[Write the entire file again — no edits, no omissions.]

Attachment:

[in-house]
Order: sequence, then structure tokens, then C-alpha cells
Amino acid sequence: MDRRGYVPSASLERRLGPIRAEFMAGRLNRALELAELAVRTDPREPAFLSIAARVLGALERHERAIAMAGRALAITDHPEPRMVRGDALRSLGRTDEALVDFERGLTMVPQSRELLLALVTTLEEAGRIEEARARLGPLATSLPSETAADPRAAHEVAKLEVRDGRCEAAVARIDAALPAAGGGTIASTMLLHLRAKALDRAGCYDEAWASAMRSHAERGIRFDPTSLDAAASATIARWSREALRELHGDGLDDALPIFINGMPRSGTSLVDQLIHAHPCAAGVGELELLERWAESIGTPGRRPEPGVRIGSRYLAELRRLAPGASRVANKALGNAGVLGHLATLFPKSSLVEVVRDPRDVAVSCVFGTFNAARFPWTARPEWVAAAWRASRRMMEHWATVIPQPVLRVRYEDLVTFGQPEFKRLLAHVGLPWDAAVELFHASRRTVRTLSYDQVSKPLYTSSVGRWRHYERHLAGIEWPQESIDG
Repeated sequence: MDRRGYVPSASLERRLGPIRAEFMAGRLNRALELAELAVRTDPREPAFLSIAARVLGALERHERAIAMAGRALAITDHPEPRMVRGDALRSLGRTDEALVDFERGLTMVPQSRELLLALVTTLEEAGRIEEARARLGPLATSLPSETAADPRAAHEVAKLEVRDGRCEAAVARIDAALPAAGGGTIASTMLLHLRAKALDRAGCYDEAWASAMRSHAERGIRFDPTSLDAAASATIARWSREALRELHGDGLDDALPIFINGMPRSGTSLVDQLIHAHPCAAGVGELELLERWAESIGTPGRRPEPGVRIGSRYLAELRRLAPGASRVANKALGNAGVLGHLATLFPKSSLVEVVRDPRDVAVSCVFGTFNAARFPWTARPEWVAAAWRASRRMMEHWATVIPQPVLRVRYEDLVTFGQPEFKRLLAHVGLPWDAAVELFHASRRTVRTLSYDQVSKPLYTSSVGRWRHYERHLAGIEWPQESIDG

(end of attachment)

[in-house]
Order: sequence, then structure tokens, then C-alpha cells
Amino acid sequence: MDRRGYVPSASLERRLGPIRAEFMAGRLNRALELAELAVRTDPREPAFLSIAARVLGALERHERAIAMAGRALAITDHPEPRMVRGDALRSLGRTDEALVDFERGLTMVPQSRELLLALVTTLEEAGRIEEARARLGPLATSLPSETAADPRAAHEVAKLEVRDGRCEAAVARIDAALPAAGGGTIASTMLLHLRAKALDRAGCYDEAWASAMRSHAERGIRFDPTSLDAAASATIARWSREALRELHGDGLDDALPIFINGMPRSGTSLVDQLIHAHPCAAGVGELELLERWAESIGTPGRRPEPGVRIGSRYLAELRRLAPGASRVANKALGNAGVLGHLATLFPKSSLVEVVRDPRDVAVSCVFGTFNAARFPWTARPEWVAAAWRASRRMMEHWATVIPQPVLRVRYEDLVTFGQPEFKRLLAHVGLPWDAAVELFHASRRTVRTLSYDQVSKPLYTSSVGRWRHYERHLAGIEWPQESIDG
Repeated sequence: MDRRGYVPSASLERRLGPIRAEFMAGRLNRALELAELAVRTDPREPAFLSIAARVLGALERHERAIAMAGRALAITDHPEPRMVRGDALRSLGRTDEALVDFERGLTMVPQSRELLLALVTTLEEAGRIEEARARLGPLATSLPSETAADPRAAHEVAKLEVRDGRCEAAVARIDAALPAAGGGTIASTMLLHLRAKALDRAGCYDEAWASAMRSHAERGIRFDPTSLDAAASATIARWSREALRELHGDGLDDALPIFINGMPRSGTSLVDQLIHAHPCAAGVGELELLERWAESIGTPGRRPEPGVRIGSRYLAELRRLAPGASRVANKALGNAGVLGHLATLFPKSSLVEVVRDPRDVAVSCVFGTFNAARFPWTARPEWVAAAWRASRRMMEHWATVIPQPVLRVRYEDLVTFGQPEFKRLLAHVGLPWDAAVELFHASRRTVRTLSYDQVSKPLYTSSVGRWRHYERHLAGIEWPQESIDG